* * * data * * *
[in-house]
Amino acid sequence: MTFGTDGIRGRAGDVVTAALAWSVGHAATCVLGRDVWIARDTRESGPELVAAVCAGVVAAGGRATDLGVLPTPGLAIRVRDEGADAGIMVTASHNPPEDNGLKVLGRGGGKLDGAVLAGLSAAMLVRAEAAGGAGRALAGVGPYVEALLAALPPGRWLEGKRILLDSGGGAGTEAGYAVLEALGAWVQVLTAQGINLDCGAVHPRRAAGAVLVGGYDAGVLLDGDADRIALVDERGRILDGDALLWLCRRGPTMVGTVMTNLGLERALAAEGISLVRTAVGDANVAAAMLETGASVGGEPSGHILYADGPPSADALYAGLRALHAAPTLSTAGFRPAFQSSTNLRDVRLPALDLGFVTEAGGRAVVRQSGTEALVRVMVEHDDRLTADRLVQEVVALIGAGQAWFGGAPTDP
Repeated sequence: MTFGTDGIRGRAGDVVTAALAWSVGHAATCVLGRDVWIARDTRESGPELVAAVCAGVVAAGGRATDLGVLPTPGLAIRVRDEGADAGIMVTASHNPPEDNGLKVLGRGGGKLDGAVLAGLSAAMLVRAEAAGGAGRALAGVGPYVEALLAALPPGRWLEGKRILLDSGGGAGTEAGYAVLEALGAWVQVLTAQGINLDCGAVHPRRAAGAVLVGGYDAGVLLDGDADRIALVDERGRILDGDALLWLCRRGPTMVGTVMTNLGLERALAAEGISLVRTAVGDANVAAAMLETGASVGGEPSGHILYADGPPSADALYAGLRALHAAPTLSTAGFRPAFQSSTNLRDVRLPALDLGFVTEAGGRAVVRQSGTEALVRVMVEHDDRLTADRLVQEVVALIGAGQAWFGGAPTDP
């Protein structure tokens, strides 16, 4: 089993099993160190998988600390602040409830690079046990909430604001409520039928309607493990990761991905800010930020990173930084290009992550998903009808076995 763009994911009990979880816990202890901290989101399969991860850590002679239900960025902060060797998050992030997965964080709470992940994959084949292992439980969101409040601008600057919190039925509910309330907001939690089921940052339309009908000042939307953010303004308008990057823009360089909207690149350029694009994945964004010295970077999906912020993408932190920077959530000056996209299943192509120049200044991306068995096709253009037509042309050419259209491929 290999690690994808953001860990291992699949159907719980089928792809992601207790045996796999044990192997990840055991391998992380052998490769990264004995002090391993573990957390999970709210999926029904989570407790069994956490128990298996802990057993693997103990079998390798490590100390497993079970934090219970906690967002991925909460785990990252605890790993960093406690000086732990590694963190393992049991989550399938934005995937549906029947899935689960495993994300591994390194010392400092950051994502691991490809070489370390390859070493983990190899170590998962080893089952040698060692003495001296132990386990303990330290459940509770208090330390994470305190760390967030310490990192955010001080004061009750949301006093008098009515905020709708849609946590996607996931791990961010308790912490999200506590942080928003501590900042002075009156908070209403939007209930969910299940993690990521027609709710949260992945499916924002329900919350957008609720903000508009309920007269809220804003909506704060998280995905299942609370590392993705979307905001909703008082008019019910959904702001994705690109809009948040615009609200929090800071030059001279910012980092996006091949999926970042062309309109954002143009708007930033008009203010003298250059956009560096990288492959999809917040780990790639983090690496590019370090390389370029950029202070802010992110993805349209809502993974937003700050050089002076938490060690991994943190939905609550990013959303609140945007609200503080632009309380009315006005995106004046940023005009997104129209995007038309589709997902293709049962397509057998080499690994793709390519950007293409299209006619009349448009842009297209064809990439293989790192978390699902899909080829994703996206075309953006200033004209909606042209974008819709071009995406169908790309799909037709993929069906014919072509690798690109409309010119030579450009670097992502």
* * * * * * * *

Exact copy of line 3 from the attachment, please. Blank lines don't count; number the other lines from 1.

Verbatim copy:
Repeated sequence: MTFGTDGIRGRAGDVVTAALAWSVGHAATCVLGRDVWIARDTRESGPELVAAVCAGVVAAGGRATDLGVLPTPGLAIRVRDEGADAGIMVTASHNPPEDNGLKVLGRGGGKLDGAVLAGLSAAMLVRAEAAGGAGRALAGVGPYVEALLAALPPGRWLEGKRILLDSGGGAGTEAGYAVLEALGAWVQVLTAQGINLDCGAVHPRRAAGAVLVGGYDAGVLLDGDADRIALVDERGRILDGDALLWLCRRGPTMVGTVMTNLGLERALAAEGISLVRTAVGDANVAAAMLETGASVGGEPSGHILYADGPPSADALYAGLRALHAAPTLSTAGFRPAFQSSTNLRDVRLPALDLGFVTEAGGRAVVRQSGTEALVRVMVEHDDRLTADRLVQEVVALIGAGQAWFGGAPTDP